The first thing REBT theory and therapy suggests is that you fully accept yourself as a person despite having a tendency to avoid social interactions due to anxiety. Putting yourself down, seeing yourself as worthless, seeing yourself as inferior will not help you solve your problem of anxiety. You can acknowledge the problem but simultaneously accept yourself as a fallible human. Fallible humans have all sorts of physical problems and emotional problems. Having problems is proof you are human not that you are inferior. You can choose not to define yourself as less good, less worthwhile or inferior despite having social anxiety.
The next thing to do is see that your social anxiety is rooted in how you think about rejection and approval. Rejection by people you try to make friends with and socialize with is bad. No human likes to be rejected. However, you can define rejection as awful and unbearable or you can help yourself immensely by defining rejection as bad and unpleasant but very bearable. Rejection will be easier to bear if you do not put yourself down as a human for being rejected. You never “have to be” everyone’s cup of tea! If you think sensibly about social affairs you will see that others have a perfect right to reject your overture to be friends or to socialize. When others reject you that is unpleasant and you have a prefect right to dislike this but they have a perfect right to reject you. Accept you with the rejection and also accept those who have rejected you. See that you do not “need” the acceptance of a particular person although you very much want it. Keep your healthy desire for acceptance and then find people who will enjoy your company.
The only way you will continue to take risks and attempt to make friends with others is if you think sensibly about rejection and your self-worth when you are rejected. Your worth as a person, to yourself is never diminished by rejection. We in REBT teach that you have worth because you are alive and acceptance by others does not increase your worth as a person nor does rejection diminish your worth as a person.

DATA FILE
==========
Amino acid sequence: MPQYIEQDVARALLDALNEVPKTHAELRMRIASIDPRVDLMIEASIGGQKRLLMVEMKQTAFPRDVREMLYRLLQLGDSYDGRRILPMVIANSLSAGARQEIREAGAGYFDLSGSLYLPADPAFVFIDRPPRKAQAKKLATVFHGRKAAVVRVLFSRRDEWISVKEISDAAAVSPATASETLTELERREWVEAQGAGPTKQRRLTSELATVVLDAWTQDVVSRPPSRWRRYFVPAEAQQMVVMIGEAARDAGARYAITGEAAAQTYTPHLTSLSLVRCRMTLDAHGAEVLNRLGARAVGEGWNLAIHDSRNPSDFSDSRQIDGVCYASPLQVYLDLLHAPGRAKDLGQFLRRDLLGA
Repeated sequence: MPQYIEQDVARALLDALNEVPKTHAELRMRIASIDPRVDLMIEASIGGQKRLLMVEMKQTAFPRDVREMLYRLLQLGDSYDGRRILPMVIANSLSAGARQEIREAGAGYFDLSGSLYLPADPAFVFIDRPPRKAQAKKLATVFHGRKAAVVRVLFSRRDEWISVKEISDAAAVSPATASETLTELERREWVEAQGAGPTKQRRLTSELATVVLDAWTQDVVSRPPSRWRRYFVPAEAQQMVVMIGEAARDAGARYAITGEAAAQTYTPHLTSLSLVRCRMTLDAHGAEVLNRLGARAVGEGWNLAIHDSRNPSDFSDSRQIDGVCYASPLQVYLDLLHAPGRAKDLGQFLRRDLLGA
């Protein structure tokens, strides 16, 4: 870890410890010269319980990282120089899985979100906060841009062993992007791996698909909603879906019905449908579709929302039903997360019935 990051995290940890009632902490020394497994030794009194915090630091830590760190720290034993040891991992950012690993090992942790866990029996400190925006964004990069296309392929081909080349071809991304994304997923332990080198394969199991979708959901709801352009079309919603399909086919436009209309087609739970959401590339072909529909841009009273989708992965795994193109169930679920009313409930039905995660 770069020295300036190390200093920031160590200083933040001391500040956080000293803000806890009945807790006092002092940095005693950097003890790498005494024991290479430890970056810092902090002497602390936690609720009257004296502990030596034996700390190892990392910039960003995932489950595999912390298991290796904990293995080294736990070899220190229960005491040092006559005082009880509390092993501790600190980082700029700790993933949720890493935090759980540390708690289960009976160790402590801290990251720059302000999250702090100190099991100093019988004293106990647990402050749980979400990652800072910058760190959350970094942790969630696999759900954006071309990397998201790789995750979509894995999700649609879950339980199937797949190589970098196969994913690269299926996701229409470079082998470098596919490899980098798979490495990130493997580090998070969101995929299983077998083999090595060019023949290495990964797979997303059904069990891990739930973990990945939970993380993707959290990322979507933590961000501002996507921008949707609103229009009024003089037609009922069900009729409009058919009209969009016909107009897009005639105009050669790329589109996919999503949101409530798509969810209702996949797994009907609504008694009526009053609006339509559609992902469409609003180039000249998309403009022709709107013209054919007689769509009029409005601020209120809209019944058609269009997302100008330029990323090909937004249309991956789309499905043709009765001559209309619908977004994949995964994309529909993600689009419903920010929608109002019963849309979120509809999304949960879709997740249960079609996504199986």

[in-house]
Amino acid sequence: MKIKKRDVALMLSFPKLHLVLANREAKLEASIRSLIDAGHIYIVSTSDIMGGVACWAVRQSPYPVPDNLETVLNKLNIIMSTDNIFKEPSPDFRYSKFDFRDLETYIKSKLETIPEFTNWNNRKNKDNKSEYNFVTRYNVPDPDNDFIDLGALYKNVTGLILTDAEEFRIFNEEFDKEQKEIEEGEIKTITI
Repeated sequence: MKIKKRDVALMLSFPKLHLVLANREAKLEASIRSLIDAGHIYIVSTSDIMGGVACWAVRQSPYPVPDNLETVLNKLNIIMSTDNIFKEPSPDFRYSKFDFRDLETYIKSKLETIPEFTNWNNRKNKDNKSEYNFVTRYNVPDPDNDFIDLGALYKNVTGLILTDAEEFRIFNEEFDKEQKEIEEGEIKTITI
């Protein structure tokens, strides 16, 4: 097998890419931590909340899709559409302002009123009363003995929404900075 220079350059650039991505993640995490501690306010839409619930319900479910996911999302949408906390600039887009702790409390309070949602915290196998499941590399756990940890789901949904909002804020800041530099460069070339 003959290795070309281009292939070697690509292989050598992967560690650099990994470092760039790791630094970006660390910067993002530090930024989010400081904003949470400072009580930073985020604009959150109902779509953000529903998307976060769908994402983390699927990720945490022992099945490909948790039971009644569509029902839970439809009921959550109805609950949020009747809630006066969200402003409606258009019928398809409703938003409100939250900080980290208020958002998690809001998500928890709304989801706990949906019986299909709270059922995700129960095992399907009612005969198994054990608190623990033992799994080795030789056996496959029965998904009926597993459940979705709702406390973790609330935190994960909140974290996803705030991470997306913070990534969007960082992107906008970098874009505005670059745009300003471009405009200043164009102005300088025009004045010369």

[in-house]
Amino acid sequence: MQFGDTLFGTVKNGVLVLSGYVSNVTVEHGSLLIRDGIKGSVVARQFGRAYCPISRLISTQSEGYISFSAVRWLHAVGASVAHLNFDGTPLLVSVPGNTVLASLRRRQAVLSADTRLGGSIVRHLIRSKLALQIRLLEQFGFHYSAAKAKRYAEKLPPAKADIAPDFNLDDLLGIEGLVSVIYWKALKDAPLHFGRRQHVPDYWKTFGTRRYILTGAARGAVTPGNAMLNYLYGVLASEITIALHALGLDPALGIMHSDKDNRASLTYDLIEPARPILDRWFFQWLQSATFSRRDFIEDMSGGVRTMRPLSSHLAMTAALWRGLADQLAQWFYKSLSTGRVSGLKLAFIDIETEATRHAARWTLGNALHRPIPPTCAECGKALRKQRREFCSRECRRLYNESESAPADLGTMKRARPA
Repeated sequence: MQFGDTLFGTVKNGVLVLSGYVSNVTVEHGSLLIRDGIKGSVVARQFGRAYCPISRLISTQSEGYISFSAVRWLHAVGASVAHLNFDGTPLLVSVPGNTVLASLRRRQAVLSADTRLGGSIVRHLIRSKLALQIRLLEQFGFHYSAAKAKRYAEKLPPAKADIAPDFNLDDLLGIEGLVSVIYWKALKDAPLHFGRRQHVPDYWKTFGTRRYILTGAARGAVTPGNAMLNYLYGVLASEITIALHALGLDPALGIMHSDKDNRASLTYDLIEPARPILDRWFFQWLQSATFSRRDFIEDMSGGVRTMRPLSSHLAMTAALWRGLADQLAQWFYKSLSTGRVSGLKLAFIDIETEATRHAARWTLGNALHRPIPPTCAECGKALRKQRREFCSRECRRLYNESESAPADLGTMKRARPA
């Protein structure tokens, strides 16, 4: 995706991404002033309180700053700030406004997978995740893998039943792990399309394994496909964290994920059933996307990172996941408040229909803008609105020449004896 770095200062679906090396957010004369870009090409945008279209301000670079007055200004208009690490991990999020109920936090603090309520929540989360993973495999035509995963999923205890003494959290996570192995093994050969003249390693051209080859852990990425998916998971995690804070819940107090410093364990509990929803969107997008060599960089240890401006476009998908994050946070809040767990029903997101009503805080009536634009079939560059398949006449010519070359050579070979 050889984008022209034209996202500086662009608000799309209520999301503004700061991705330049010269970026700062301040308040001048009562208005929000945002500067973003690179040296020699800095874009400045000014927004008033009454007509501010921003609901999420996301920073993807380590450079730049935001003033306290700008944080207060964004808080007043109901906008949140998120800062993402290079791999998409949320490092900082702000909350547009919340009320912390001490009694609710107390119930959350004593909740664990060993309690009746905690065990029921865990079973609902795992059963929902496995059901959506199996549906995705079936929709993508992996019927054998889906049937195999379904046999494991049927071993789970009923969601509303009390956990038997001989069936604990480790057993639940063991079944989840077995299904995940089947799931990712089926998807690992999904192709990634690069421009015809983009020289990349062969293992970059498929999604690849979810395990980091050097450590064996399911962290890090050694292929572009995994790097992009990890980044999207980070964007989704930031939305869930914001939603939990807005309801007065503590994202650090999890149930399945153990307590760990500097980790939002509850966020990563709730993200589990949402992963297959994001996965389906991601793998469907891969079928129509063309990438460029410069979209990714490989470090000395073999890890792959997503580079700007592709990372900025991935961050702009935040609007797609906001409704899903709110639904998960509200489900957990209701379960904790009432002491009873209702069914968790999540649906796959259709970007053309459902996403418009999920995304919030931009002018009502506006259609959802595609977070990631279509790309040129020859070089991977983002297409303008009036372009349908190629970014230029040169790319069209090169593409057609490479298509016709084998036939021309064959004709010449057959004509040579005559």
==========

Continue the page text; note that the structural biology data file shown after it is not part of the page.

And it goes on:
Overcoming shyness and introversion takes thinking rationally plus forceful action. If you want to experience the pleasure of friendships and overcome your shyness you will have to force yourself to take some risks and strike up a conversation with another person. You will have to force yourself to propose a coffee date, a dinner date, an outing, or a romantically oriented date. The only way you learn to tolerate rejection is to risk rejection. This is never a comfortable process but if you think sensibly about the process you can overcome your fear of rejection. Tell yourself forcefully that rejection is bad and uncomfortable but far from the end of the world. Tell yourself forcefully that you want a particular person’s approval but you never need a particular person’s approval to accept yourself. You have worth even when your overtures are rejected. Then keep taking risks and you will see that if you collect enough rejections you will teach yourself to be resilient and gracefully tolerate them. You still will not like rejection but you will learn not to let it stop you from attempting to connect with people you might like. Soon you will see that risking rejection is the only path to friendships. It is by trying to make connections with others and risking rejection and tolerating rejection that you discover who likes your company and wishes to spend time with you. You can stand rejection so please strive to convince yourself of this.
If you would like to schedule an appointment with Dr. Matweychuk to see how Rational Emotive Behavior Therapy can help you overcome your personal problems call 646.666.3108 or send an email to DrM@alumni.upenn.edu